Dear brothers and sisters in Christ, on this occasion we are celebrating the Chrism Mass, which is always celebrated on the Thursday of Holy Week, also known as Maundy or Holy Thursday. On this special occasion, the bishops of each diocese will celebrate together with all of each diocese’s priests, where they will all reaffirm their promises and vows made at their ordination and consecration as anointed servants of God.

On this occasion of Chrism Mass as well, the oils to be used for various purposes are blessed and made holy. There are three types of oil, the oil of chrism for baptism and confirmation, the oil of the catechumens for the anointing of the candidates for baptism, and finally the oil of the sick, for the last unction, or the Sacrament for the Sick and Dying. These holy oils are blessed on this occasion, and the significance of it in relation to what I have mentioned earlier about priests are great.

This is all in accordance with all the readings of the Holy Scriptures today, that all of us who have chosen to take up the cross and follow our Lord Jesus had been chosen and taken out from the world to be made special and different. We were once sinners and estranged children of our Lord, but through this effort and by the grace of God, we have been made to share in the glory of Christ.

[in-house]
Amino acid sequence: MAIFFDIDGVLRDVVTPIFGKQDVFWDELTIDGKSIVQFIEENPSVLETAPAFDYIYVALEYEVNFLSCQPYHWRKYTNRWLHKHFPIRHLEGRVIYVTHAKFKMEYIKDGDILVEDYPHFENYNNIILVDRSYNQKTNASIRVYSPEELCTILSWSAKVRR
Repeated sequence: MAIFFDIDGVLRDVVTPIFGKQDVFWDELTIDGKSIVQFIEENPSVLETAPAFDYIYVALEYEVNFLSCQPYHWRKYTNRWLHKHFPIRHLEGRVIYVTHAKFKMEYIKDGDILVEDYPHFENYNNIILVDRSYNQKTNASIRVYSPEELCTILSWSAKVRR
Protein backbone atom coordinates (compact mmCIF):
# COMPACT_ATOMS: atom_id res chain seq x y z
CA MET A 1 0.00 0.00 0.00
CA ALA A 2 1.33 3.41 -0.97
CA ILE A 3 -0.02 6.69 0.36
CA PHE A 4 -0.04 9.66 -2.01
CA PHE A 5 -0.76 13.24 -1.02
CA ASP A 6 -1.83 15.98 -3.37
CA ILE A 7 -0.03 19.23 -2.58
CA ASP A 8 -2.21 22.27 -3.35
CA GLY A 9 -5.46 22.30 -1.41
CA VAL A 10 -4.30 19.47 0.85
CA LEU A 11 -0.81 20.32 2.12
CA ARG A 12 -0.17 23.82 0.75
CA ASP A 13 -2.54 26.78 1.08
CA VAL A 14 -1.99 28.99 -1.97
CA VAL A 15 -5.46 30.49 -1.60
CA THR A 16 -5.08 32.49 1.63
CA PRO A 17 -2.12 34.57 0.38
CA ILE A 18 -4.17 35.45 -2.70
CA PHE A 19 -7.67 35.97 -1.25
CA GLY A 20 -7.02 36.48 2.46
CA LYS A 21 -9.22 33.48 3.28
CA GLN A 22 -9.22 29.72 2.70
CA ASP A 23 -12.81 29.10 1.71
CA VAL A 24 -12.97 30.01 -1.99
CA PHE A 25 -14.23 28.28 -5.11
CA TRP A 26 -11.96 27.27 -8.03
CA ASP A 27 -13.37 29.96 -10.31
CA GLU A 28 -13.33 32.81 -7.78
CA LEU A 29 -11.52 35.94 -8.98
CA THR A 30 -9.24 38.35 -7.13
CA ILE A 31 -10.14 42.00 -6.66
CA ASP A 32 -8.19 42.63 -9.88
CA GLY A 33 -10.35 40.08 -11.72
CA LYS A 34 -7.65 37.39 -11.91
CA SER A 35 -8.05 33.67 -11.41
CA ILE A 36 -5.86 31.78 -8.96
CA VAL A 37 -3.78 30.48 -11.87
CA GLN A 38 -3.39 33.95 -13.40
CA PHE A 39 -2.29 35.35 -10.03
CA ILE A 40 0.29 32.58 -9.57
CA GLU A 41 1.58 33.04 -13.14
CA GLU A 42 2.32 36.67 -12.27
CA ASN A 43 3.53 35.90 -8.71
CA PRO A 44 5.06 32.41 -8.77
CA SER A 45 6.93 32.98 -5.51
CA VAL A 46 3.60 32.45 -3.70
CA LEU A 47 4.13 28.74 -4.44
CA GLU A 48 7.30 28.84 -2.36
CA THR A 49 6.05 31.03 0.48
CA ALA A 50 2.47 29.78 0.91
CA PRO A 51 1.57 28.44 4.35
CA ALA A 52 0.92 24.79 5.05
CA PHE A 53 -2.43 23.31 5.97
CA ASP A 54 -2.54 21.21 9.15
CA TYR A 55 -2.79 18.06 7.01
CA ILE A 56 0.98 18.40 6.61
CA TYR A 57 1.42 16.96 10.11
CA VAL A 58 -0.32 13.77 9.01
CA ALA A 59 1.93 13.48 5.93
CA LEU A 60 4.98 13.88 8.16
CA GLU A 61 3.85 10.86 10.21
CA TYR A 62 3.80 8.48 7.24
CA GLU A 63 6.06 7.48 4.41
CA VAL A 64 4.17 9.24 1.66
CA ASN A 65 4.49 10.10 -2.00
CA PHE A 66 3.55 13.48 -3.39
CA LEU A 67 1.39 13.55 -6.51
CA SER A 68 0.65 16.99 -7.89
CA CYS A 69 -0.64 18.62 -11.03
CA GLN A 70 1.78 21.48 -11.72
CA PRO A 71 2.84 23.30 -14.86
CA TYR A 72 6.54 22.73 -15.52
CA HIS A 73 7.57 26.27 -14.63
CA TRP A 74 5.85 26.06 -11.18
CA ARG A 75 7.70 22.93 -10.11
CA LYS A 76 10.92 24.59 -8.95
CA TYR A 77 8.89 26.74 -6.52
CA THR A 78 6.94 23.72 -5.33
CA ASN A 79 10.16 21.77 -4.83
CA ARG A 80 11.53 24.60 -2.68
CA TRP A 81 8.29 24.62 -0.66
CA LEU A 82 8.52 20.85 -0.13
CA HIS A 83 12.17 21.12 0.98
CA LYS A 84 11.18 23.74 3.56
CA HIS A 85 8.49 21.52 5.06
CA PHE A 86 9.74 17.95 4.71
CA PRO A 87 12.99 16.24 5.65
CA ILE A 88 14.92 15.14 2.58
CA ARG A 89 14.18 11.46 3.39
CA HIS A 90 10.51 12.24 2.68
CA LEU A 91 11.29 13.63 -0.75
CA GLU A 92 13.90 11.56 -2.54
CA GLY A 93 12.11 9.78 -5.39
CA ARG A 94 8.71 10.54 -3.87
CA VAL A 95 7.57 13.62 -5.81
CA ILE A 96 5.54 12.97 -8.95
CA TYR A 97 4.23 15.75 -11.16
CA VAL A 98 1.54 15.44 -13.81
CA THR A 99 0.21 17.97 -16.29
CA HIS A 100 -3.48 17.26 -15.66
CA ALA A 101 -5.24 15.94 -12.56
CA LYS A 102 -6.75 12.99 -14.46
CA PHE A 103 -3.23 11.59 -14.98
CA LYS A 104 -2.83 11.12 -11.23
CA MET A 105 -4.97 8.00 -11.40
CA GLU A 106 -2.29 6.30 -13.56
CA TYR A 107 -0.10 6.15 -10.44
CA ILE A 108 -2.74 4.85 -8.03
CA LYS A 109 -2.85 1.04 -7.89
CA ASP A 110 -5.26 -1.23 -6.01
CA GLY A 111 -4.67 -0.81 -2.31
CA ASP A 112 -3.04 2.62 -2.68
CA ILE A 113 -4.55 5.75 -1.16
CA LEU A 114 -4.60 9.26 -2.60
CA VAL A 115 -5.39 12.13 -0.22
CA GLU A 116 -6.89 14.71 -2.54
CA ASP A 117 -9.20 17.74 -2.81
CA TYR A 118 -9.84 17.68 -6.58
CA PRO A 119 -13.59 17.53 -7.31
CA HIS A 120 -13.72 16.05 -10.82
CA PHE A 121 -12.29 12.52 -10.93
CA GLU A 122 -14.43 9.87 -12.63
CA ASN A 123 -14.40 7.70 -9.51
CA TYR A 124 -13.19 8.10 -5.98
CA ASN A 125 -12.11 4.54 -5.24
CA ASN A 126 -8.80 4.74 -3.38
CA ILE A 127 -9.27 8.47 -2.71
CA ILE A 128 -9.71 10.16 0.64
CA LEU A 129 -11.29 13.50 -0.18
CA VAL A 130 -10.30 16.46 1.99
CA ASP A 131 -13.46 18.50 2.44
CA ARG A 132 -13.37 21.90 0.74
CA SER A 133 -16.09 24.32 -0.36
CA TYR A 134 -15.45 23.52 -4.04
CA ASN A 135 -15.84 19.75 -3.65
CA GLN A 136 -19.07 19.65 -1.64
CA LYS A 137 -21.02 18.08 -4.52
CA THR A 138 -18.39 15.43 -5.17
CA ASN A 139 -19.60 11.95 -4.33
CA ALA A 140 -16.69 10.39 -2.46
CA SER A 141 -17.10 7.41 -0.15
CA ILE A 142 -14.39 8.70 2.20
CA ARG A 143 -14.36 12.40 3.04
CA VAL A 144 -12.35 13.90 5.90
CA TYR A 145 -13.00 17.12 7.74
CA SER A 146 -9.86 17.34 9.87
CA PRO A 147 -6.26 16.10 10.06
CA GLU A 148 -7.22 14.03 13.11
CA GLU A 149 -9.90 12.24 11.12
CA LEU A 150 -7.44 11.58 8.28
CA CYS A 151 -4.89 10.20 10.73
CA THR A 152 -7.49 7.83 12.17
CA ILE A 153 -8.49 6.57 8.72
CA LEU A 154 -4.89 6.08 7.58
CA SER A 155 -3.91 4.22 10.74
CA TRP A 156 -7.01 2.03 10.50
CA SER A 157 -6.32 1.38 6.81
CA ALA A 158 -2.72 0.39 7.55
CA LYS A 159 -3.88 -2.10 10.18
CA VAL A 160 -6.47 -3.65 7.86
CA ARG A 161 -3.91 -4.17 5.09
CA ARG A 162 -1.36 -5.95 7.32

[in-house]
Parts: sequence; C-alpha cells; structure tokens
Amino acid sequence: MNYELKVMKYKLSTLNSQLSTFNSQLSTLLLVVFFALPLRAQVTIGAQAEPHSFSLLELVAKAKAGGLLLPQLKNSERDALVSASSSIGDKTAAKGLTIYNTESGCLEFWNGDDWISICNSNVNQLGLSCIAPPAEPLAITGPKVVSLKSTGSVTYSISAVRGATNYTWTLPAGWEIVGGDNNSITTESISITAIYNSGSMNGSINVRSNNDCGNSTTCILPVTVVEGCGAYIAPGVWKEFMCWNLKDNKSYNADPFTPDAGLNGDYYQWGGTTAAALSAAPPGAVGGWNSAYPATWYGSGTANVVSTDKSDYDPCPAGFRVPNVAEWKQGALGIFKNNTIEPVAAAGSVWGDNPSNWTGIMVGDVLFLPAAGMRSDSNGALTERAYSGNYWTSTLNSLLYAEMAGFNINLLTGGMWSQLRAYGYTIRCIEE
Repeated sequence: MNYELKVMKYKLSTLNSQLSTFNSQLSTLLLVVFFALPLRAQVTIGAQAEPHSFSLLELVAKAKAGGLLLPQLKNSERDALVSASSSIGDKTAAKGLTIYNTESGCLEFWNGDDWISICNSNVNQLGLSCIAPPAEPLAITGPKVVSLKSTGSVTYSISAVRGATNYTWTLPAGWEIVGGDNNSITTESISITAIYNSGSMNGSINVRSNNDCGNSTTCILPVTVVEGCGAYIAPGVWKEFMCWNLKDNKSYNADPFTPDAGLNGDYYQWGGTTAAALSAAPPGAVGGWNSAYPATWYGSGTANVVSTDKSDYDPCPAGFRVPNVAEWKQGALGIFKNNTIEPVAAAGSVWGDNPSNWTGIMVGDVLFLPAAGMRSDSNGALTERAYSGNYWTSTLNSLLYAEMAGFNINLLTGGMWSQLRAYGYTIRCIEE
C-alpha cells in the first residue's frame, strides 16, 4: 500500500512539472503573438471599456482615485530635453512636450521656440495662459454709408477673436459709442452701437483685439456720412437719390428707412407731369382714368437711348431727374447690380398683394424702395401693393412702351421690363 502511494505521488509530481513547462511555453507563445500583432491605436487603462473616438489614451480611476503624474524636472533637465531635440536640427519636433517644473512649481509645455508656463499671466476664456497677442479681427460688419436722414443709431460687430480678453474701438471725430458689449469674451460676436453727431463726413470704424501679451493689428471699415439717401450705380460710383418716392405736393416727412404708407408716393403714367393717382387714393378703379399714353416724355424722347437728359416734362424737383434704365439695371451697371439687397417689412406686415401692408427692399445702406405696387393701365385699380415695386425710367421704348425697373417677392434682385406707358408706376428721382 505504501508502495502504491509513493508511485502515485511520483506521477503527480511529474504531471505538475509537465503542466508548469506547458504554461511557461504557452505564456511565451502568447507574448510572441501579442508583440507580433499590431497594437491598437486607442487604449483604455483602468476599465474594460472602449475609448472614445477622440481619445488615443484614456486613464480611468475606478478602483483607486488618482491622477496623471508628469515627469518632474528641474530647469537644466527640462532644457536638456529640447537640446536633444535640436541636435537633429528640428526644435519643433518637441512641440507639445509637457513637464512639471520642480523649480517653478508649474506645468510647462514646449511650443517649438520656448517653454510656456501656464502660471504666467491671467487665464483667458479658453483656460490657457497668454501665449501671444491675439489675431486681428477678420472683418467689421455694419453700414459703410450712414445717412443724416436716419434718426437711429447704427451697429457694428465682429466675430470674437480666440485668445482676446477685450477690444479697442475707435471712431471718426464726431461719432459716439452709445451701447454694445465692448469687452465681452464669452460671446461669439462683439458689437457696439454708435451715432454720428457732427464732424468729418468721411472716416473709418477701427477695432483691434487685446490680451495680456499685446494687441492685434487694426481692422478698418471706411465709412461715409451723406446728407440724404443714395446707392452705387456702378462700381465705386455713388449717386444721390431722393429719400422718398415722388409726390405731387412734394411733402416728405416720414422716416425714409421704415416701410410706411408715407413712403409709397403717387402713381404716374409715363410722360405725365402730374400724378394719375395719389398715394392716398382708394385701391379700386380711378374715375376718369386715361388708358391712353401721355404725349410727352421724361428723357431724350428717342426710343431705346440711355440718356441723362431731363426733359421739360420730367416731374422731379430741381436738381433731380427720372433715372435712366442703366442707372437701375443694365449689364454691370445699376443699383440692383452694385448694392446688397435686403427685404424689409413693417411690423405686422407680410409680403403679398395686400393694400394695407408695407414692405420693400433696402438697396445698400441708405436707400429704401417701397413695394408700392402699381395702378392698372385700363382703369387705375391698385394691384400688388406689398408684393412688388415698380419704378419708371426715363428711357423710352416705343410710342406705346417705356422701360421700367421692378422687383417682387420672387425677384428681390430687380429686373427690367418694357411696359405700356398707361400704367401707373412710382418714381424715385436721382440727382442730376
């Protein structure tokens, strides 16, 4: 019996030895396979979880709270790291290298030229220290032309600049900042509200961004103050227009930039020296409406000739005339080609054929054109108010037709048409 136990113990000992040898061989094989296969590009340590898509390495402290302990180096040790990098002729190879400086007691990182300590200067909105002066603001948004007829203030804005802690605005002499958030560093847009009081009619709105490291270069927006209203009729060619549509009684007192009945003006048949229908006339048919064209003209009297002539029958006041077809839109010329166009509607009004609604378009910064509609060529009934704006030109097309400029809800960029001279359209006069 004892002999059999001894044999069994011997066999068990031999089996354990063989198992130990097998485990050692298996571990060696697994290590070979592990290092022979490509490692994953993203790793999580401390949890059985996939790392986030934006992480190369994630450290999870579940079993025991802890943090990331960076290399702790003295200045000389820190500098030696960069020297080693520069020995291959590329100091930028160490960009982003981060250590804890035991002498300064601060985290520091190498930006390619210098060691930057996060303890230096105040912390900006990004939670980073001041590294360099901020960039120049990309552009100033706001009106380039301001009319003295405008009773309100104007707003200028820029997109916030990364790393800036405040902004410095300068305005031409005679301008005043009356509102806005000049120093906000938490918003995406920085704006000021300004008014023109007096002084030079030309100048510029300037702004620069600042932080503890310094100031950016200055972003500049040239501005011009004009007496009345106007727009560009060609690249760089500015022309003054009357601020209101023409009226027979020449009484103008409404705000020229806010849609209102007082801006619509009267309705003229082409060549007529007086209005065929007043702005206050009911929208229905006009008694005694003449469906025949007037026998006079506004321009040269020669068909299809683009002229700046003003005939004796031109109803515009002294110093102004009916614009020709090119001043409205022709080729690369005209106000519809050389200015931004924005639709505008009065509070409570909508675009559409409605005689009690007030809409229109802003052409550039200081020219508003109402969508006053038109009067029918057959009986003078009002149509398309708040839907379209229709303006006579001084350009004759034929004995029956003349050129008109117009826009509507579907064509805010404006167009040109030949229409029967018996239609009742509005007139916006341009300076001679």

Since the ancient days of the Old Testament, anointing with the holy oils have been a special sign to the people, that whoever was anointed, was chosen by the Lord to be His servant. Saul, the first king of Israel was anointed, and so was David, whom God anointed through Samuel. The kings of Israel were anointed, and the priests of Israel, the descendants of Aaron were also anointed, since the days of Moses and the Exodus when the priesthood was first instituted.

All of us who have given ourselves to be baptised, or by our parents’ wish and decision, have been chosen from among all the people of the world, and in baptism and by anointing with the holy oil of chrism, we have become God’s children and in serving Him, we share together, the three aspects of Christ, namely His Kingship, His Priesthood and His service to God as a faithful servant.

And those of us who have chosen to deepen our faith and do more for the Lord, by joining the sacred order of priesthood and the ordained ministry, we have been anointed and chosen even more by our Lord to do ever more things for His glory and for the good and salvation of all mankind, our brethren. It is to remind us, with this occasion of Chrism Mass, the dedication and the commitment which all of us ought to have for the Lord and for His people.